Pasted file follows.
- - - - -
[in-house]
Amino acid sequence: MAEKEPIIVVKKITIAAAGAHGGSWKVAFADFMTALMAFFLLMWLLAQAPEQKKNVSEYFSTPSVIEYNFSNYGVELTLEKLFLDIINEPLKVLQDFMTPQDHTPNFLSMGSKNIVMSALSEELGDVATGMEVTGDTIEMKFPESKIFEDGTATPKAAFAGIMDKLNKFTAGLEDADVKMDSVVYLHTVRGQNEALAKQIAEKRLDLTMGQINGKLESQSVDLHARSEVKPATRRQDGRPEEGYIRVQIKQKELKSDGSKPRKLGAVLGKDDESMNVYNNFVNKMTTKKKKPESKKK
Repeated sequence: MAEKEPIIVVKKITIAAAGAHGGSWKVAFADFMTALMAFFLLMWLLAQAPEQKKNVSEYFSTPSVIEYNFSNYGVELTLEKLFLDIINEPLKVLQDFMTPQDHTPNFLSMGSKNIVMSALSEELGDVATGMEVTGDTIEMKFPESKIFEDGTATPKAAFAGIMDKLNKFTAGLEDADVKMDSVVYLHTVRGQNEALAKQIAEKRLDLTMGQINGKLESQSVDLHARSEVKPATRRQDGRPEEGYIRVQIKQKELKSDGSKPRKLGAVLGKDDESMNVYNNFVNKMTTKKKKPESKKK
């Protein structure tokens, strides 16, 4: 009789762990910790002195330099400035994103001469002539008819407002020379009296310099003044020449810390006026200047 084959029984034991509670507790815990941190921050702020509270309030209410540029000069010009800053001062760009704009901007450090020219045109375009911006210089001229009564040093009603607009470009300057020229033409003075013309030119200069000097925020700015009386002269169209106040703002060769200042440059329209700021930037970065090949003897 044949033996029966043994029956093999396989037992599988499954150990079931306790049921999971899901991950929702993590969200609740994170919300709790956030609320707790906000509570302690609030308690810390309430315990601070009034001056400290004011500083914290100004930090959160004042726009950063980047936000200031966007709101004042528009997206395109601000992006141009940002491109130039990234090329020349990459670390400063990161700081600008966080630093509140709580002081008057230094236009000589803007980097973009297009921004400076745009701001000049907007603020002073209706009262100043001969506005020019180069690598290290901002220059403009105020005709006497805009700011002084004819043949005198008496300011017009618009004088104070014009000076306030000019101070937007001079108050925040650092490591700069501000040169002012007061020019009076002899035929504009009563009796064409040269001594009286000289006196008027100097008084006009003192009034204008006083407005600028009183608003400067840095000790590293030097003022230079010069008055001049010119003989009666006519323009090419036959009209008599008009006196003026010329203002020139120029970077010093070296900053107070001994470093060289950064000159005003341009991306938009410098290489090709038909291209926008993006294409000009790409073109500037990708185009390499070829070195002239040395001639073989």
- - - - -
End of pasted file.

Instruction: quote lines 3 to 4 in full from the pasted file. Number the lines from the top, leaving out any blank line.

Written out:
Repeated sequence: MAEKEPIIVVKKITIAAAGAHGGSWKVAFADFMTALMAFFLLMWLLAQAPEQKKNVSEYFSTPSVIEYNFSNYGVELTLEKLFLDIINEPLKVLQDFMTPQDHTPNFLSMGSKNIVMSALSEELGDVATGMEVTGDTIEMKFPESKIFEDGTATPKAAFAGIMDKLNKFTAGLEDADVKMDSVVYLHTVRGQNEALAKQIAEKRLDLTMGQINGKLESQSVDLHARSEVKPATRRQDGRPEEGYIRVQIKQKELKSDGSKPRKLGAVLGKDDESMNVYNNFVNKMTTKKKKPESKKK
């Protein structure tokens, strides 16, 4: 009789762990910790002195330099400035994103001469002539008819407002020379009296310099003044020449810390006026200047 084959029984034991509670507790815990941190921050702020509270309030209410540029000069010009800053001062760009704009901007450090020219045109375009911006210089001229009564040093009603607009470009300057020229033409003075013309030119200069000097925020700015009386002269169209106040703002060769200042440059329209700021930037970065090949003897 044949033996029966043994029956093999396989037992599988499954150990079931306790049921999971899901991950929702993590969200609740994170919300709790956030609320707790906000509570302690609030308690810390309430315990601070009034001056400290004011500083914290100004930090959160004042726009950063980047936000200031966007709101004042528009997206395109601000992006141009940002491109130039990234090329020349990459670390400063990161700081600008966080630093509140709580002081008057230094236009000589803007980097973009297009921004400076745009701001000049907007603020002073209706009262100043001969506005020019180069690598290290901002220059403009105020005709006497805009700011002084004819043949005198008496300011017009618009004088104070014009000076306030000019101070937007001079108050925040650092490591700069501000040169002012007061020019009076002899035929504009009563009796064409040269001594009286000289006196008027100097008084006009003192009034204008006083407005600028009183608003400067840095000790590293030097003022230079010069008055001049010119003989009666006519323009090419036959009209008599008009006196003026010329203002020139120029970077010093070296900053107070001994470093060289950064000159005003341009991306938009410098290489090709038909291209926008993006294409000009790409073109500037990708185009390499070829070195002239040395001639073989």